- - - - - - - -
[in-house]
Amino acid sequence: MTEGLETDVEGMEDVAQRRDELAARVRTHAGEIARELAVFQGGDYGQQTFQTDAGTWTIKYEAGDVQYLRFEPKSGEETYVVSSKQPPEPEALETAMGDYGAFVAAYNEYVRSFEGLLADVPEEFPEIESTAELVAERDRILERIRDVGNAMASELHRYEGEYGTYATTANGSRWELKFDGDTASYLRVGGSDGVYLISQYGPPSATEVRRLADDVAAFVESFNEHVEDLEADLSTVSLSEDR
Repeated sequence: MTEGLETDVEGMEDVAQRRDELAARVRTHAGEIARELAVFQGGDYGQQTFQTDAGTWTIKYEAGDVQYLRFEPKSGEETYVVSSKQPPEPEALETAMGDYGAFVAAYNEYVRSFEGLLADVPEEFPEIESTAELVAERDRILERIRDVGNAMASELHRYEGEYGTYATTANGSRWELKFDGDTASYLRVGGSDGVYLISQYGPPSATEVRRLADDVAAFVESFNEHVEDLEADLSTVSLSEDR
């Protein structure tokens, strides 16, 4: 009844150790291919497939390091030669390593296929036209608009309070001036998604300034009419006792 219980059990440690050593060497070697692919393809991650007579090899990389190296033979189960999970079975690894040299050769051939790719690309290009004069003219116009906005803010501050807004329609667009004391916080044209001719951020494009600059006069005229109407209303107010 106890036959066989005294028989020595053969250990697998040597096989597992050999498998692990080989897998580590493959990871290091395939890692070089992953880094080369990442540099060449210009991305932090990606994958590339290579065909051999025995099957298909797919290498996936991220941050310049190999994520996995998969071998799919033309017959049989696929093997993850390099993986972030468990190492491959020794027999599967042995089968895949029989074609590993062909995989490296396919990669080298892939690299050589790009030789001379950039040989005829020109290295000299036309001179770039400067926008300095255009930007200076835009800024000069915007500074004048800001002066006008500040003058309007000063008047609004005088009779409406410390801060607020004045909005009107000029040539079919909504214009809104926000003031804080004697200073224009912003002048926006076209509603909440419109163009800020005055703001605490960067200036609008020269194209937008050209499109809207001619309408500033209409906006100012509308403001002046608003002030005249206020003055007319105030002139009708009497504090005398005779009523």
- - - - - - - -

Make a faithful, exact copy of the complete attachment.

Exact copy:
[in-house]
Amino acid sequence: MTEGLETDVEGMEDVAQRRDELAARVRTHAGEIARELAVFQGGDYGQQTFQTDAGTWTIKYEAGDVQYLRFEPKSGEETYVVSSKQPPEPEALETAMGDYGAFVAAYNEYVRSFEGLLADVPEEFPEIESTAELVAERDRILERIRDVGNAMASELHRYEGEYGTYATTANGSRWELKFDGDTASYLRVGGSDGVYLISQYGPPSATEVRRLADDVAAFVESFNEHVEDLEADLSTVSLSEDR
Repeated sequence: MTEGLETDVEGMEDVAQRRDELAARVRTHAGEIARELAVFQGGDYGQQTFQTDAGTWTIKYEAGDVQYLRFEPKSGEETYVVSSKQPPEPEALETAMGDYGAFVAAYNEYVRSFEGLLADVPEEFPEIESTAELVAERDRILERIRDVGNAMASELHRYEGEYGTYATTANGSRWELKFDGDTASYLRVGGSDGVYLISQYGPPSATEVRRLADDVAAFVESFNEHVEDLEADLSTVSLSEDR
């Protein structure tokens, strides 16, 4: 009844150790291919497939390091030669390593296929036209608009309070001036998604300034009419006792 219980059990440690050593060497070697692919393809991650007579090899990389190296033979189960999970079975690894040299050769051939790719690309290009004069003219116009906005803010501050807004329609667009004391916080044209001719951020494009600059006069005229109407209303107010 106890036959066989005294028989020595053969250990697998040597096989597992050999498998692990080989897998580590493959990871290091395939890692070089992953880094080369990442540099060449210009991305932090990606994958590339290579065909051999025995099957298909797919290498996936991220941050310049190999994520996995998969071998799919033309017959049989696929093997993850390099993986972030468990190492491959020794027999599967042995089968895949029989074609590993062909995989490296396919990669080298892939690299050589790009030789001379950039040989005829020109290295000299036309001179770039400067926008300095255009930007200076835009800024000069915007500074004048800001002066006008500040003058309007000063008047609004005088009779409406410390801060607020004045909005009107000029040539079919909504214009809104926000003031804080004697200073224009912003002048926006076209509603909440419109163009800020005055703001605490960067200036609008020269194209937008050209499109809207001619309408500033209409906006100012509308403001002046608003002030005249206020003055007319105030002139009708009497504090005398005779009523």